In an Aug. 25, 2014, article in the Herald Business Journal (“Westgate wants to be more walkable, green, diverse”), Mayor Dave Earling is quoted: “What’s the missing piece [of Westgate]? A walkable neighborhood.” The Westgate plan is being promoted by Mayor Earling and his staff as creating a walkable urban village. As the plan is currently configured, with commercial mixed-use allowed in all four sections of Westgate, it will have the opposite effect. It will create a nightmare of pedestrian, traffic and parking problems for those who shop at the many large commercial spaces: QFC, PCC, Bartell, Goodwill, Walgreens, and the smaller shops.
Westgate is not now, nor will it ever be, a walkable urban village. Westgate is divided into four quadrants, by SR 104 and by 9th/100th Ave. Thousands of cars travel on SR 104 daily, going east to Interstate 5, and west to the ferry, waterfront, and downtown. Because of narrow sidewalks and their close proximity to SR 104, and because cars enter and exit onto the highway, it’s not comfortable to walk along that road. In many places, it is downright unpleasant, if not scary. Crossing the intersection, from PCC to Bartell, for example, is a fun game of don’t get hit by cars turning right. Same game of chance walking on 9th/100th at Westgate. The development as proposed will make pedestrian crossing worse, far worse. How is that “a walkable neighborhood.”
I urge everyone who cares about the future of Westgate to walk the area, cross the roads, and experience the fun for yourself. While you are doing so, please think about what it would be like to walk the same highway and roads with three- or four-story buildings within 18 feet. That is about how close they would be to you with the current proposal.
In his editorial “Perfection vs. good,” Earling referenced Voltaire as saying “perfect is the enemy of good.” Mayor Earling goes on to ask, “What should we do at Westgate? Change it or leave it the same?” I don’t recall any plan that has been presented that is good, let alone perfect: bad is the enemy of acceptable.
Apparently, Mayor Earling is unaware of another of Voltaire’s famous sayings: “Judge a man by his questions rather than his answers.” To the Mayor, staff, and fellow councilmembers, who are critical of questions, critical of concern over mega-developments that will affect our city, forever: indifference is the enemy of good.
I agree that change is needed. I also agree that carefully planned residential at Westgate could enhance the area. I don’t agree that the proposed plan for Westgate is anything more than a ploy to increase residential density by adding mixed-use buildings, without consideration for the many concerns posed by residents who live and/or shop in the Westgate area. As soon as a good plan is presented to council for review with the public, I will be happy to discuss. I will be happy to consider. I will be happy to talk compromise.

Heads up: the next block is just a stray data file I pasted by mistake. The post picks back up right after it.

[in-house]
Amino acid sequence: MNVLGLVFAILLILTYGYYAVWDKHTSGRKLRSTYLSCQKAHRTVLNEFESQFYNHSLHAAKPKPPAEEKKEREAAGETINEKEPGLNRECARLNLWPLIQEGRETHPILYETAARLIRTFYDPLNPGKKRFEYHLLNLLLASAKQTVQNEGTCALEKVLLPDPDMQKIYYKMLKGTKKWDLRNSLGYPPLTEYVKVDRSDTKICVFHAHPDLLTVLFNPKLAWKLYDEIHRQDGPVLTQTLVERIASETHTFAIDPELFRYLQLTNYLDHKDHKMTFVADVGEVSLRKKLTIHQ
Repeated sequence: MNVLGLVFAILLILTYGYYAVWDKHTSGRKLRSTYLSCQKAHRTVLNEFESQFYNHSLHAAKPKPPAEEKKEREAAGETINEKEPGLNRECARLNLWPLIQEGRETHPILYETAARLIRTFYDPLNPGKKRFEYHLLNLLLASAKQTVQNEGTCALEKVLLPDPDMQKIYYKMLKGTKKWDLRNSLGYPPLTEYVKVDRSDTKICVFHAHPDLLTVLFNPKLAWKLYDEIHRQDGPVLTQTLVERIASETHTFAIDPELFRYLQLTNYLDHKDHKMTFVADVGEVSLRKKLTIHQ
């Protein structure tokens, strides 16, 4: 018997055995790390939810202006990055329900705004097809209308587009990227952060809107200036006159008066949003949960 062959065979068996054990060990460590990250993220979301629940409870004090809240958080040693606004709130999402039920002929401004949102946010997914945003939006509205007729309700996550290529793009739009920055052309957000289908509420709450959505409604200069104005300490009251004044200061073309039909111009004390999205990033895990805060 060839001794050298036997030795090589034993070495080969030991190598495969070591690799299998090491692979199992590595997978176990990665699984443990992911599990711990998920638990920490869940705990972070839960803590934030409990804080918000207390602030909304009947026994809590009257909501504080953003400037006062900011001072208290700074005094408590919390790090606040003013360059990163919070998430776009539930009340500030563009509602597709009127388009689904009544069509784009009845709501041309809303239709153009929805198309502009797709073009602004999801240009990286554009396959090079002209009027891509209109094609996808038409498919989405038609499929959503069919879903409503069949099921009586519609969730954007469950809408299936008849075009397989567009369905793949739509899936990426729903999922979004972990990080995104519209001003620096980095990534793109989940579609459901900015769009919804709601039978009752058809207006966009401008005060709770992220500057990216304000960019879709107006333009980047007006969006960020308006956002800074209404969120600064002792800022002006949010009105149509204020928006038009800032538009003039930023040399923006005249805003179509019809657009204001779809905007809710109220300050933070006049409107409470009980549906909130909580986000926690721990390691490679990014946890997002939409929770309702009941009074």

Some claim that “we” have been working on this plan for four years. They will review how many public hearings have been held at the planning board, and talk about the public meetings and work by the UW architecture students. Contending that an extensive public process has occurred, contradicts that only a single public hearing has been held in front of City Council. The public discourse should begin, not end, with the participation of council, where by the time it reaches a vote, all that’s left to compromise on are the details of bad design. No thanks. In his editorial, Mayor Earling references Carol Sanford speaking about “Deliberative dialog for development of full understanding and respect.” I agree with Mayor Earling: let the deliberative dialog begin!
I am sponsoring a Town Hall meeting at Faith Community Church, 10220 238th St. S.W., Edmonds, on Monday, Sept. 15, from 7- 8:30 p.m. Please join the deliberative dialog. To make your voice heard, do the following: Comment, below, on this article. Write to email@example.com to request additional public hearings to consider the Westgate plan.
— By Joan Bloom
Edmonds City Council